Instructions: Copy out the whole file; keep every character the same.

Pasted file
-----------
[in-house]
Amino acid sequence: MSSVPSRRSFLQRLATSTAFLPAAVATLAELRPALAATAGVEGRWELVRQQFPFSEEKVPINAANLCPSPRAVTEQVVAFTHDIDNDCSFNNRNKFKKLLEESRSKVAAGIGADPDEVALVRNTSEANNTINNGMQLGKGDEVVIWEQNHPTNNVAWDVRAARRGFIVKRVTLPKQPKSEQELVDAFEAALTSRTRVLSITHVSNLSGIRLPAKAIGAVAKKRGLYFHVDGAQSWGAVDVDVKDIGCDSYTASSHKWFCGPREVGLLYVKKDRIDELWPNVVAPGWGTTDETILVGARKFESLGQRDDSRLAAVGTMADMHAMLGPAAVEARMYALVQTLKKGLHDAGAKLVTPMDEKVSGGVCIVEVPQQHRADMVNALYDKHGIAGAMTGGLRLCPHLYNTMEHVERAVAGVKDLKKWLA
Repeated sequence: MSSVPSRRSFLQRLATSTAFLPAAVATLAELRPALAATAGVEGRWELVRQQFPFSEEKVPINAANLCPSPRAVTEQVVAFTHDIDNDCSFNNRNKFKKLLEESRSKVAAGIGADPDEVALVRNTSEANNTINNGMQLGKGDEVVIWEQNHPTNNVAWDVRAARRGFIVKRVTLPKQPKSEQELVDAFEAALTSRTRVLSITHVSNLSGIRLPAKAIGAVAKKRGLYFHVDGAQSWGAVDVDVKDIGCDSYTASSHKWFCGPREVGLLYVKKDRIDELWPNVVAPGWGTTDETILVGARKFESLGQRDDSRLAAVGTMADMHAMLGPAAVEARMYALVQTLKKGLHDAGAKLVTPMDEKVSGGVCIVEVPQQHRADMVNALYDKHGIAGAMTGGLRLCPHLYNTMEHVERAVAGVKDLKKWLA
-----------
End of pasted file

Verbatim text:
[in-house]
Amino acid sequence: MSSVPSRRSFLQRLATSTAFLPAAVATLAELRPALAATAGVEGRWELVRQQFPFSEEKVPINAANLCPSPRAVTEQVVAFTHDIDNDCSFNNRNKFKKLLEESRSKVAAGIGADPDEVALVRNTSEANNTINNGMQLGKGDEVVIWEQNHPTNNVAWDVRAARRGFIVKRVTLPKQPKSEQELVDAFEAALTSRTRVLSITHVSNLSGIRLPAKAIGAVAKKRGLYFHVDGAQSWGAVDVDVKDIGCDSYTASSHKWFCGPREVGLLYVKKDRIDELWPNVVAPGWGTTDETILVGARKFESLGQRDDSRLAAVGTMADMHAMLGPAAVEARMYALVQTLKKGLHDAGAKLVTPMDEKVSGGVCIVEVPQQHRADMVNALYDKHGIAGAMTGGLRLCPHLYNTMEHVERAVAGVKDLKKWLA
Repeated sequence: MSSVPSRRSFLQRLATSTAFLPAAVATLAELRPALAATAGVEGRWELVRQQFPFSEEKVPINAANLCPSPRAVTEQVVAFTHDIDNDCSFNNRNKFKKLLEESRSKVAAGIGADPDEVALVRNTSEANNTINNGMQLGKGDEVVIWEQNHPTNNVAWDVRAARRGFIVKRVTLPKQPKSEQELVDAFEAALTSRTRVLSITHVSNLSGIRLPAKAIGAVAKKRGLYFHVDGAQSWGAVDVDVKDIGCDSYTASSHKWFCGPREVGLLYVKKDRIDELWPNVVAPGWGTTDETILVGARKFESLGQRDDSRLAAVGTMADMHAMLGPAAVEARMYALVQTLKKGLHDAGAKLVTPMDEKVSGGVCIVEVPQQHRADMVNALYDKHGIAGAMTGGLRLCPHLYNTMEHVERAVAGVKDLKKWLA